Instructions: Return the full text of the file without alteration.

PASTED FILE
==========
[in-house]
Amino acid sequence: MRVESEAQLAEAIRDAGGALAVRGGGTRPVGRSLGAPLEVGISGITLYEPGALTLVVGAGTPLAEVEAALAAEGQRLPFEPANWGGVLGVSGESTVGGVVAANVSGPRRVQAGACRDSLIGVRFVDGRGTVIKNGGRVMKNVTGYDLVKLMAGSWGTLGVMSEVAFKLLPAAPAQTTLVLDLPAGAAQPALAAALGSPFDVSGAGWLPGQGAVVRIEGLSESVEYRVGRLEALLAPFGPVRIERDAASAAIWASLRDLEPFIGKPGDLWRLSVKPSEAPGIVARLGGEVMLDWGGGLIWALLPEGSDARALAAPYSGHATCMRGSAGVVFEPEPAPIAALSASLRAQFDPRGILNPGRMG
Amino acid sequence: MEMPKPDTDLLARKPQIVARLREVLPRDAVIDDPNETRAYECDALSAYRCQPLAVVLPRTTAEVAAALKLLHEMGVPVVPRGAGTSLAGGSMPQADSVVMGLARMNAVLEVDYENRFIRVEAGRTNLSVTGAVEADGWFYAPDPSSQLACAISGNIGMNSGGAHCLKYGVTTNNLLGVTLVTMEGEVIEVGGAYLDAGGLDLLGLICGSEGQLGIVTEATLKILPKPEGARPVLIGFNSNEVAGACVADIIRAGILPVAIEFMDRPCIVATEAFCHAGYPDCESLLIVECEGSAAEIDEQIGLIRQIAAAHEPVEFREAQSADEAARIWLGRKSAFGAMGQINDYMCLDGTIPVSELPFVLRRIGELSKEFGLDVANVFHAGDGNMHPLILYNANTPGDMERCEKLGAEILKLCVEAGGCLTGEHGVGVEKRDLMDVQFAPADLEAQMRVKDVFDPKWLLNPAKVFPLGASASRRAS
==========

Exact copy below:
[in-house]
Amino acid sequence: MRVESEAQLAEAIRDAGGALAVRGGGTRPVGRSLGAPLEVGISGITLYEPGALTLVVGAGTPLAEVEAALAAEGQRLPFEPANWGGVLGVSGESTVGGVVAANVSGPRRVQAGACRDSLIGVRFVDGRGTVIKNGGRVMKNVTGYDLVKLMAGSWGTLGVMSEVAFKLLPAAPAQTTLVLDLPAGAAQPALAAALGSPFDVSGAGWLPGQGAVVRIEGLSESVEYRVGRLEALLAPFGPVRIERDAASAAIWASLRDLEPFIGKPGDLWRLSVKPSEAPGIVARLGGEVMLDWGGGLIWALLPEGSDARALAAPYSGHATCMRGSAGVVFEPEPAPIAALSASLRAQFDPRGILNPGRMG
Amino acid sequence: MEMPKPDTDLLARKPQIVARLREVLPRDAVIDDPNETRAYECDALSAYRCQPLAVVLPRTTAEVAAALKLLHEMGVPVVPRGAGTSLAGGSMPQADSVVMGLARMNAVLEVDYENRFIRVEAGRTNLSVTGAVEADGWFYAPDPSSQLACAISGNIGMNSGGAHCLKYGVTTNNLLGVTLVTMEGEVIEVGGAYLDAGGLDLLGLICGSEGQLGIVTEATLKILPKPEGARPVLIGFNSNEVAGACVADIIRAGILPVAIEFMDRPCIVATEAFCHAGYPDCESLLIVECEGSAAEIDEQIGLIRQIAAAHEPVEFREAQSADEAARIWLGRKSAFGAMGQINDYMCLDGTIPVSELPFVLRRIGELSKEFGLDVANVFHAGDGNMHPLILYNANTPGDMERCEKLGAEILKLCVEAGGCLTGEHGVGVEKRDLMDVQFAPADLEAQMRVKDVFDPKWLLNPAKVFPLGASASRRAS